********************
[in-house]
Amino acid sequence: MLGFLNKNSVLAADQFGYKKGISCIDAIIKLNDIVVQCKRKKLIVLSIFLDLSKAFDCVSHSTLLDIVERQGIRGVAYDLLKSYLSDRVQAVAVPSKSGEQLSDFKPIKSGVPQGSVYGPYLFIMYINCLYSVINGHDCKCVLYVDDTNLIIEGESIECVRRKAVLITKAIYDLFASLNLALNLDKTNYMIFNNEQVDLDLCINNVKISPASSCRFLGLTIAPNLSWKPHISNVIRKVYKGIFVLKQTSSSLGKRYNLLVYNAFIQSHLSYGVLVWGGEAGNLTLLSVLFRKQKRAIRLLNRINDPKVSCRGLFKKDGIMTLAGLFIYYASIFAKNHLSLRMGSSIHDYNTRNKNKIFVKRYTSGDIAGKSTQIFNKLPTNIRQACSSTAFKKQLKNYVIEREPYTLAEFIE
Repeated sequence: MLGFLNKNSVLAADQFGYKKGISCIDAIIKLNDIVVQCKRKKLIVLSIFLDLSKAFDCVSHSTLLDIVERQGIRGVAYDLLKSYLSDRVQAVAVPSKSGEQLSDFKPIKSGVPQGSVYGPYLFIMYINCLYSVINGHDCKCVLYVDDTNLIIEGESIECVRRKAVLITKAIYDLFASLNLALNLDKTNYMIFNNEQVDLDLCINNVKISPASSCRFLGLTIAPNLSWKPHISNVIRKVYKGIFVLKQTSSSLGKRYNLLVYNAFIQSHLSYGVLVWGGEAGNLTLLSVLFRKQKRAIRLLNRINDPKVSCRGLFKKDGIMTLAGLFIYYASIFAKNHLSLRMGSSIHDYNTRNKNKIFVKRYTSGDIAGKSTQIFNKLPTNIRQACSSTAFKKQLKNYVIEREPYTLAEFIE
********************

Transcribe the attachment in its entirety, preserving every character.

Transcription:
[in-house]
Amino acid sequence: MLGFLNKNSVLAADQFGYKKGISCIDAIIKLNDIVVQCKRKKLIVLSIFLDLSKAFDCVSHSTLLDIVERQGIRGVAYDLLKSYLSDRVQAVAVPSKSGEQLSDFKPIKSGVPQGSVYGPYLFIMYINCLYSVINGHDCKCVLYVDDTNLIIEGESIECVRRKAVLITKAIYDLFASLNLALNLDKTNYMIFNNEQVDLDLCINNVKISPASSCRFLGLTIAPNLSWKPHISNVIRKVYKGIFVLKQTSSSLGKRYNLLVYNAFIQSHLSYGVLVWGGEAGNLTLLSVLFRKQKRAIRLLNRINDPKVSCRGLFKKDGIMTLAGLFIYYASIFAKNHLSLRMGSSIHDYNTRNKNKIFVKRYTSGDIAGKSTQIFNKLPTNIRQACSSTAFKKQLKNYVIEREPYTLAEFIE
Repeated sequence: MLGFLNKNSVLAADQFGYKKGISCIDAIIKLNDIVVQCKRKKLIVLSIFLDLSKAFDCVSHSTLLDIVERQGIRGVAYDLLKSYLSDRVQAVAVPSKSGEQLSDFKPIKSGVPQGSVYGPYLFIMYINCLYSVINGHDCKCVLYVDDTNLIIEGESIECVRRKAVLITKAIYDLFASLNLALNLDKTNYMIFNNEQVDLDLCINNVKISPASSCRFLGLTIAPNLSWKPHISNVIRKVYKGIFVLKQTSSSLGKRYNLLVYNAFIQSHLSYGVLVWGGEAGNLTLLSVLFRKQKRAIRLLNRINDPKVSCRGLFKKDGIMTLAGLFIYYASIFAKNHLSLRMGSSIHDYNTRNKNKIFVKRYTSGDIAGKSTQIFNKLPTNIRQACSSTAFKKQLKNYVIEREPYTLAEFIE